The great electric car dilemma

I have owned a car for more than 30 years now, and apart from an occasional company car I have typically bought one from AutoTrader or more recently Facebook Marketplace.
When I was first elected to the council in 2011, I took the plunge and bought a nearly new car from a dealership – finally paid off about seven years later.

That car has now done almost 200,000 miles and I am trying to keep it on the road, as I can’t face the idea of buying another petrol or diesel car and the cost of an Electric Vehicle (EV) – especially one that can transport a family of six – is eye watering.
The used EV market is limited and replacement battery costs are pretty expensive, so it is hard to know if it is a risk worth taking.
The fuel and road tax savings makes the investment in a home charger worthwhile, but range anxiety is the problem.

Early models could never cope with university trips and family visits to the other side of the country and there is no way we could repeat our European road trips to the Netherlands or Switzerland.
A new car would be lovely, and get me as far as 250 miles (enough for a meal stop). Enthusiasts tell me the savings are so great that the up front cost is worth it.
But the most I have ever paid for a car is £17,000 and with an EV costing double this how can I justify such an enormous purchase during a cost-of-living and energy crisis?
That is assuming I could even buy one with year-long waits some manufacturers have on their vehicles.
Then there’s the issue of lithium mining and the carbon footprint of new vehicles, whatever their fuel. Are EVs even the answer? Should we wait for solid-state batteries? Hydrogen? Or car share instead?
The government says it will stop the sale of petrol and diesel cars in 2030. That is just seven years away and with some manufacturers taking production away from the UK there is a risk the supply of new cars will become a problem.

Without proper investment in battery technology, charging infrastruture and research into reducing the environmental impact of all new cars the uptake won’t be high enough to meet this target.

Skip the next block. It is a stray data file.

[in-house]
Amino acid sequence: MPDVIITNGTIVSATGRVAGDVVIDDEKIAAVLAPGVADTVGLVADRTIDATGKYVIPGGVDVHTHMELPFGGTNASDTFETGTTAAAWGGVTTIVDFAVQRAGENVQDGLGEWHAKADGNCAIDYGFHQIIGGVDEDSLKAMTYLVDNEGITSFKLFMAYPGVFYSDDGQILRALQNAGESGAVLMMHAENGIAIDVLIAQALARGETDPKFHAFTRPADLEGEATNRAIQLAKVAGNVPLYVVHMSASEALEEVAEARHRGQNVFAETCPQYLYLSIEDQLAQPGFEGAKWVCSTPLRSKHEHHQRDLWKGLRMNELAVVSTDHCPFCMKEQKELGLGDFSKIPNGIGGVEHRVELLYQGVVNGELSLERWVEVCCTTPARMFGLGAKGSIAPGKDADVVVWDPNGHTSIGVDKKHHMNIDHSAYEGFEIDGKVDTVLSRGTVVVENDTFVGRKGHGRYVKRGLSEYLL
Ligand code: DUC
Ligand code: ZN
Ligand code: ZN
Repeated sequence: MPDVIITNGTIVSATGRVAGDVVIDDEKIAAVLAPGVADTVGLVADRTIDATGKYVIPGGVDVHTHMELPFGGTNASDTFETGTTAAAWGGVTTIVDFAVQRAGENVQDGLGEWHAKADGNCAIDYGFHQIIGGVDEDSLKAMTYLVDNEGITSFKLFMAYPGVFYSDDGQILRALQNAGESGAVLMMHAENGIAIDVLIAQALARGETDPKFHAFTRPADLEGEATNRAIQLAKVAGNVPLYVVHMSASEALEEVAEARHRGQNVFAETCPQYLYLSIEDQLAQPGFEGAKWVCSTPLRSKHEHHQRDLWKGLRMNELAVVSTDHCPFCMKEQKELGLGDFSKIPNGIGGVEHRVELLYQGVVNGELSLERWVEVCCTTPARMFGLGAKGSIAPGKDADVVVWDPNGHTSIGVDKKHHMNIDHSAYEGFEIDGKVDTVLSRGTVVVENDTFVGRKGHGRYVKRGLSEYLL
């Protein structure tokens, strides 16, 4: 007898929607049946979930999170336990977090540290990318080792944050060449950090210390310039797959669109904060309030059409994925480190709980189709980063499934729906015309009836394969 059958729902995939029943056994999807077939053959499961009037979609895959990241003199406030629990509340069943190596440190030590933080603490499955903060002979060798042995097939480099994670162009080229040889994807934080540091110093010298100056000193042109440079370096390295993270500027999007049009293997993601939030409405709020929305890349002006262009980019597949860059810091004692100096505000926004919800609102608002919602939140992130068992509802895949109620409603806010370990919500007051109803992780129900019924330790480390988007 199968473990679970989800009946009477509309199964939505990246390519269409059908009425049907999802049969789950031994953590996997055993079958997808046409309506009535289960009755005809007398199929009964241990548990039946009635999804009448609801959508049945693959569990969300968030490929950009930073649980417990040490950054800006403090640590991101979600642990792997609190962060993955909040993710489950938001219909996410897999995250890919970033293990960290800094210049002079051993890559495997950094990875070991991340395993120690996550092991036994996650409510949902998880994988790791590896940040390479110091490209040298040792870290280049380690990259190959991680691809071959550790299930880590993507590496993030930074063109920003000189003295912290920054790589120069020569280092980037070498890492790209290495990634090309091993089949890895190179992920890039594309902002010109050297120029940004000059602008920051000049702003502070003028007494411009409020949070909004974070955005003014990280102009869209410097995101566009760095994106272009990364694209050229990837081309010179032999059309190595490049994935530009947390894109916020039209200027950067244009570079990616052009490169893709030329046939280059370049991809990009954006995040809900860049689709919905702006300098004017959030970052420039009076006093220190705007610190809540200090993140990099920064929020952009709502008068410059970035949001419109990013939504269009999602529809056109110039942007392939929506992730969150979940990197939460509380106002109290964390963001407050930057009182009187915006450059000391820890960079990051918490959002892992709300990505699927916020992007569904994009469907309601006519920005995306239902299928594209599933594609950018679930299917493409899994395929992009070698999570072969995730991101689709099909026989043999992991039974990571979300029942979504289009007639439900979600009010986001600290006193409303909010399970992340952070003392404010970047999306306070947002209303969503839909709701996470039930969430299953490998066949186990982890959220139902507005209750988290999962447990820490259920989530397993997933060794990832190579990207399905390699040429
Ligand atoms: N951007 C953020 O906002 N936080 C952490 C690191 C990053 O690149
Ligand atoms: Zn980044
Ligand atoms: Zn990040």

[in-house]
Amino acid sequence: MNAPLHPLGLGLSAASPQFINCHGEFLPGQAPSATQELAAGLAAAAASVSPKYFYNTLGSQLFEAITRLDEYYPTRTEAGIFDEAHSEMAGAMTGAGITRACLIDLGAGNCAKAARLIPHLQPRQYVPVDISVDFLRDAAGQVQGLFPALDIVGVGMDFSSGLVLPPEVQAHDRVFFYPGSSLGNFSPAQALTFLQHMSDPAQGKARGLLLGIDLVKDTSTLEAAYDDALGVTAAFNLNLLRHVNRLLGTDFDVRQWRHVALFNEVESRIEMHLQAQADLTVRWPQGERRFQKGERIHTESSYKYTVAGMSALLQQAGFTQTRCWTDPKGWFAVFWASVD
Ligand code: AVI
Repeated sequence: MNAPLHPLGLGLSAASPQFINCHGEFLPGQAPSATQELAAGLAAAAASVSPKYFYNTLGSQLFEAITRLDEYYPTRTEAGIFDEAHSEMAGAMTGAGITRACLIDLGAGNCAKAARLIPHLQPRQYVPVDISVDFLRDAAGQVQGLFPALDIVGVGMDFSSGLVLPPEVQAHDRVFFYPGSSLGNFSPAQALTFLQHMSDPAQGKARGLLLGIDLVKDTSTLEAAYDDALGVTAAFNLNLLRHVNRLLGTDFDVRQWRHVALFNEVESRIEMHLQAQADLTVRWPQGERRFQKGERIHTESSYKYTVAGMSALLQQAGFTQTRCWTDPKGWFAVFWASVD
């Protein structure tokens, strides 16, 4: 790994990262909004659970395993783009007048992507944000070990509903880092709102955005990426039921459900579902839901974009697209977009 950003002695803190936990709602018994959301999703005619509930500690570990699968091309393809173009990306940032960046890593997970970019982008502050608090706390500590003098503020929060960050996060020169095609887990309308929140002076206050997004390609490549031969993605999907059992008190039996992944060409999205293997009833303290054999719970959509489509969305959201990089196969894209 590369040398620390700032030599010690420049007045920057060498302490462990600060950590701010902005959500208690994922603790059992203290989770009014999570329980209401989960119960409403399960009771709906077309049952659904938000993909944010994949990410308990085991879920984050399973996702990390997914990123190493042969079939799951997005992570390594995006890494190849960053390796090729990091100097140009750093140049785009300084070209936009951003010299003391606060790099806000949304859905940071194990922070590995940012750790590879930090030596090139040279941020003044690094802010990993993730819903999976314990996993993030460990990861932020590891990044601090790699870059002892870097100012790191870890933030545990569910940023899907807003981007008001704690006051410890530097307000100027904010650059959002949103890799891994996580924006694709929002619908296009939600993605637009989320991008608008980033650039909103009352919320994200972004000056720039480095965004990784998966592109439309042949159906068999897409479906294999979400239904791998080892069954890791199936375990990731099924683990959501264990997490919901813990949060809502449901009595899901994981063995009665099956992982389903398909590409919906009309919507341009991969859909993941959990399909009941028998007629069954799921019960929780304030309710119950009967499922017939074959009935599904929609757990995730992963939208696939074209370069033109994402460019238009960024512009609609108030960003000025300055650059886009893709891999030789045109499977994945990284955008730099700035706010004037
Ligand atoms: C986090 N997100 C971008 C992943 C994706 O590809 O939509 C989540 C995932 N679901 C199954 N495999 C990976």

Reaching Net Zero by 2050 has been partly predicated on this, and it makes you wonder whether the Conservative government really understands what needs to be done to actually meet the targets it has set.
The electric vehicle dilemma is similar to that of cycle lanes.You need the infrastructure first or people won’t change their behaviour, but if you put in the EV chargers (or bike lanes) people grumble that they are unused.
If everyone had electric cars and vans, we would need chargers on every street. Should we really be cluttering the streets with hook ups?
For those with driveways it is fairly clear the responsibility lies with the homeowner (or tenant), but for homes without off-street parking this is a far more complex problem.
Taking up valuable pavement space is inappropriate, but on-road charging needs some sort of device that will reduce parking spaces and could see vehicle owners pay more than those who can access domestic priced electric, which is inequitable.

So home charge device with channels in the pavement could be the solution – if people use them properly and they don’t cause a trip hazard, or impact on those with disabilities.
That’s before you consider the grid capacity issues that are seeing councils unable to add charge points to the network – another conundrum for councils to ponder. And what if the future isn’t lithium batteries and councils spend a fortune on that infrastructure? You can see the problem.
So what will I do? Well, the second car has gone – replaced with an electric moped for my husband. No road tax, low insurance and 20p charges via a 3-pin plug! Its range is just 30 miles but its only for round town and it’s reduced the strain on the family workhorse.
Next is an investment in an electric bike, so the car will only go out when there isn’t an option – long journeys, a full week’s shopping or when it’s full of children!
Hopefully my workhorse will last another year and although I feel guilty about the emissions I hope the government will act.
Liberal Democrats have been calling for VAT to be cut on electric vehicles and tax breaks to help make their manufacture more economical.
We need council support to fund charge points and a huge expansion of car clubs and car sharing as well as investment in low cost, reliable and frequent public transport so driving isn’t always the only option.
Doing the right thing for the planet is rarely straightforward, but when it involves spending more than the average annual salary it is not surprising people need to take their time to act.
While we ponder those major changes there are other ways we can and must change our lifestylest.


Vikki Slade
Liberal Democrat Prospective Parliamentary Candidate, Mid Dorset and North Poole

Leave a Reply

Your email address will not be published. Required fields are marked *